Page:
Scientists, Research Institutions May Have Larger Role in Science News Distribution
Journalism has recently had much to lament, with shrinking advertising revenues, reporter layoffs and buyouts, transformations to online-only formats and declarations of bankruptcy. Some speculate that internet sources and blogs will become the new source of science news, but a prominent author and blogger on science and science policy told a AAAS audience that blogging, by itself, is not necessarily the answer.
"It's the Wild West out there; I participate in it daily," said Chris Mooney, contributing editor at the blog Science Progress. "But I fail to see how it replaces what's being lost." Discussions on blogs, which can often veer toward inflammatory, are no substitute for "the standards and careful nuances of traditional science journalism, which is dying." said Mooney, author of "The Republican War on Science."
Mooney was among five science writers in a 1 May panel discussion on the future of science journalism at the 34th annual AAAS Forum on Science & Technology Policy in Washington, D.C. The Forum, organized by the AAAS Science & Policy Programs, is the nation's most highly-regarded meeting for science-related policy issues.
Science blogs are booming—some are even making money—but Mooney described how they can sway more toward polarizing views rather than conveying accurate science information. For example, anti-evolution, anti-vaccine, anti-global warming communities thrive online. "It's not 'I'm going to give accurate coverage about science.' It's 'I'm going to get everyone psyched to bash religion' or 'I'm going to get everyone psyched to think global warming is wrong,'" said Mooney, who co-blogs with Sheril Kirshenbaum for The Intersection on Discovery.com. Mooney and Kirshenbaum co-authored "Unscientific America: How Scientific Illiteracy Threatens Our Future," which is due out in July.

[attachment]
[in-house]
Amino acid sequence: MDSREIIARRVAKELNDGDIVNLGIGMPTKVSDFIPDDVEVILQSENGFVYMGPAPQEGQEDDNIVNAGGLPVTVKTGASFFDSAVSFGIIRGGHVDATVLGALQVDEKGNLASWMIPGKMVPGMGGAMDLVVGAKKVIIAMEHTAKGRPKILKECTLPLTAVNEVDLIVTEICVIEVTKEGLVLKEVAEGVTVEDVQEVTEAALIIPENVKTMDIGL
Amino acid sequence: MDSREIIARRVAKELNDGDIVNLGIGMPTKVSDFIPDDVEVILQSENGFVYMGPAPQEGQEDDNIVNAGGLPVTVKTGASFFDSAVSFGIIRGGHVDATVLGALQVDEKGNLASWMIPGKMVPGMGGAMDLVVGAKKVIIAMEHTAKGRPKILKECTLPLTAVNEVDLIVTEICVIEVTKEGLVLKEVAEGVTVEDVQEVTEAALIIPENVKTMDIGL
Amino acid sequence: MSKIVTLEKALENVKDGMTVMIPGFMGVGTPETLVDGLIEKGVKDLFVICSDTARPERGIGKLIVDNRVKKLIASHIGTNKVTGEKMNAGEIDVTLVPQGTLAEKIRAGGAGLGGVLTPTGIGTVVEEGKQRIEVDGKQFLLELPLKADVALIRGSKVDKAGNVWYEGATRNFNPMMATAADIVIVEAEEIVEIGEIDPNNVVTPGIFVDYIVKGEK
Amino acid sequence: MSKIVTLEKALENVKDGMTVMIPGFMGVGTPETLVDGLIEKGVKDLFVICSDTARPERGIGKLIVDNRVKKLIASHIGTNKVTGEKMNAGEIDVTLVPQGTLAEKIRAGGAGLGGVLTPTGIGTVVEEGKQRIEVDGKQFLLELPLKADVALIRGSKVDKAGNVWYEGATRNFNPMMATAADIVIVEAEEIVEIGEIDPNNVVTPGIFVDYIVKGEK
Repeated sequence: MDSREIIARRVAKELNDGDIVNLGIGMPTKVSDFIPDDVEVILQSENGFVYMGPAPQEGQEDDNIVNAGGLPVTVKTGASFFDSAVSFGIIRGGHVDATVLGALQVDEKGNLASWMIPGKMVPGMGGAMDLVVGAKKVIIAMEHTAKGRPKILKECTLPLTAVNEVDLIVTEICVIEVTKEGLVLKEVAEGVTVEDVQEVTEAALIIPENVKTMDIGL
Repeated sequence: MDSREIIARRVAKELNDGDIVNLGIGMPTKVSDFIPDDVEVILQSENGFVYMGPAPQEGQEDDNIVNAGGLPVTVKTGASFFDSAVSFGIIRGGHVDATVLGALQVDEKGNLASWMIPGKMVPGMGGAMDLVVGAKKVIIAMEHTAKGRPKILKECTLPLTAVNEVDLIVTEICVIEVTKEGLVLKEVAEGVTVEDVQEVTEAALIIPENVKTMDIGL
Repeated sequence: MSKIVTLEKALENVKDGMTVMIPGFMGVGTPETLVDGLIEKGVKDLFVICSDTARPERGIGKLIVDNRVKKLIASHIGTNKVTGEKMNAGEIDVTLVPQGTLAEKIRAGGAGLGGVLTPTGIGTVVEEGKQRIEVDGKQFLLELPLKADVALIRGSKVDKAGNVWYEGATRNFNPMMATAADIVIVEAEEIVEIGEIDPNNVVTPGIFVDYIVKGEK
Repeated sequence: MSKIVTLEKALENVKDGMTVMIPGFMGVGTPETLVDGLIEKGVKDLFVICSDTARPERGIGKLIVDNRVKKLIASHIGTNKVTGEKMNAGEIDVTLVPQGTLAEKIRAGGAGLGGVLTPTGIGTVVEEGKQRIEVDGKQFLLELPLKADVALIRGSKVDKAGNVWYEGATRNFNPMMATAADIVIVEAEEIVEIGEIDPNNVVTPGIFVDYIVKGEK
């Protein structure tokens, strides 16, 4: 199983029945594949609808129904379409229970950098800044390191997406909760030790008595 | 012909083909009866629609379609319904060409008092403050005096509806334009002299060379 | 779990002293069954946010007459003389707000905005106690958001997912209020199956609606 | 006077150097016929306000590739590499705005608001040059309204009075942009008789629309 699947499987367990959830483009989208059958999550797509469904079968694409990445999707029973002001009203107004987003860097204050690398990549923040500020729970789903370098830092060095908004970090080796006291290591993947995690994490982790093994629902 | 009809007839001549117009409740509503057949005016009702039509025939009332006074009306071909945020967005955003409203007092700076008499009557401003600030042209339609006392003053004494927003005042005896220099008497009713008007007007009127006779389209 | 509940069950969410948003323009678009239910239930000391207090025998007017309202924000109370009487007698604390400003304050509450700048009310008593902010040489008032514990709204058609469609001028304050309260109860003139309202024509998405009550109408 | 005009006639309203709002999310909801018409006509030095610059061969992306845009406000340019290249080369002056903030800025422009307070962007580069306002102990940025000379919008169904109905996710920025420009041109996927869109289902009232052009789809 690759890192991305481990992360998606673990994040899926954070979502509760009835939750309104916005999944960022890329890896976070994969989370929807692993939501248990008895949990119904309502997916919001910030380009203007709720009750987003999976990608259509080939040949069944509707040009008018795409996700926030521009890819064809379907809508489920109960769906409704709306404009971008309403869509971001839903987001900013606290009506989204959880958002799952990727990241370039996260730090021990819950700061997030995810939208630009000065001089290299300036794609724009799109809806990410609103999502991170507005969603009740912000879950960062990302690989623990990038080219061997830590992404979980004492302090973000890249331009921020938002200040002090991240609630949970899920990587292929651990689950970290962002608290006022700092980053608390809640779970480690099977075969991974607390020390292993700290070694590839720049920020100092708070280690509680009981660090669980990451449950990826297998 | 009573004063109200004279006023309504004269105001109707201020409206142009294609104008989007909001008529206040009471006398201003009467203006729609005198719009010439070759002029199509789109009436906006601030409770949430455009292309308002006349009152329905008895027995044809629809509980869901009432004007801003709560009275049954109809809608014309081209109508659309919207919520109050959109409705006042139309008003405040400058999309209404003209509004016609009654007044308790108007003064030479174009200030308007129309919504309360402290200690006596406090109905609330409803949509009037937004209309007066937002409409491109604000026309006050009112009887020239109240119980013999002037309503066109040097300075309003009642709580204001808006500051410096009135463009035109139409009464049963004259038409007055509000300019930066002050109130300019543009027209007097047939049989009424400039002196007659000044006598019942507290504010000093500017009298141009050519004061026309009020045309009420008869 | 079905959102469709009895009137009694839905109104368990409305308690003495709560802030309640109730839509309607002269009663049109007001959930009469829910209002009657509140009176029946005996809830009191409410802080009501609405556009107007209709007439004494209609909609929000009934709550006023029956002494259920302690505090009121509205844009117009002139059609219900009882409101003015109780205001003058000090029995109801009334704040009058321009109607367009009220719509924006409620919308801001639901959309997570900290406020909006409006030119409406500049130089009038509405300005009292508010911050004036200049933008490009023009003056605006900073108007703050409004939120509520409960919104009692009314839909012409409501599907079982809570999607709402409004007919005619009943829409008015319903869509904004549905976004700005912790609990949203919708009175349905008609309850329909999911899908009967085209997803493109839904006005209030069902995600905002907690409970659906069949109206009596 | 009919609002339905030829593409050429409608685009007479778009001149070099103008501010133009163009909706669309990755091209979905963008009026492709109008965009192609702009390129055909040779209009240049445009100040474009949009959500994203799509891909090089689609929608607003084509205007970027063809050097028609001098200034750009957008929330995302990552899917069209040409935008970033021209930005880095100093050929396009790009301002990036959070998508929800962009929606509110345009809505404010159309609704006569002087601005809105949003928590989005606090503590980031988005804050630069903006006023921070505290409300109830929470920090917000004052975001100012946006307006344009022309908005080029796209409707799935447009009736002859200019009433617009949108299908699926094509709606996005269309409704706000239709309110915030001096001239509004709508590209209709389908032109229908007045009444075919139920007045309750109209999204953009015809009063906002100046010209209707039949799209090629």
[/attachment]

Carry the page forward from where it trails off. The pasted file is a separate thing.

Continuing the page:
Blogging has some benefits, though, Mooney said. Bloggers can mobilize quickly and lobby the mainstream media if they detect inaccurate reporting. But the disadvantages of blogging can outweigh the benefits. "The web empowers, but it empowers good and bad alike," Mooney said. "Misinformation not only competes with but often defeats good information."
Panelists in the AAAS session on the future of science journalism discussed how the public will obtain accurate science news if traditional news outlets disappear. More than two dozen journalists were among the 600 attendees of the two-day science and public policy forum, which also attracts scientists, policy-makers and students. The 30 April-1 May forum took place at the Ronald Reagan Building and International Trade Center, just a few blocks from the White House.
Panelist Cristine Russell, senior fellow at the Belfer Center for Science and International Affairs at Harvard University's Kennedy School of Government, pointed to media coverage of swine flu as an example of the value that trained journalists have in conveying accurate information to the public. "We have been reminded of the need for science and medical journalists who are trained to explain the differences between pandemics and epidemics," she said, emphasizing the importance of journalists "writing every day to provide the best and soundest information about the fast-changing story."
Apart from swine flu coverage, climate change, stem cells and genetic engineering are other science topics in the news all the time, said Russell, president of the Council for the Advancement of Science Writing. "Across the board there's a need for science reporting, as there's always been, but particularly today." Science news content is shifting, creating what she called "science-lite" in the traditional news media. "Health and fitness are way over-covered as compared to science and public policy," Russell said. And while environmental coverage appears to fare better, "the overuse of 'green' and lack of scrutiny of what 'going green' really means" is a concern, she said.
The future of science journalism may look "pretty lousy" in the near-term, said panelist Dan Vergano, a science reporter at USA Today. But Vergano said he's "very optimistic" for the field in the long-term. "I think everyone who's thought about it for a minute can see the way that science reporting can be delivered better through the broadband world," said Vergano, He also writes the Science Fair blog for the newspaper's website.
Online stories can deliver scientific studies, videos of scientists doing experiments, podcast interviews with scientists, and more to the public, Vergano said. Another ray of hope for science journalism is how science stories remain popular. "What keeps me employed is that our audience does dig science stories," he said.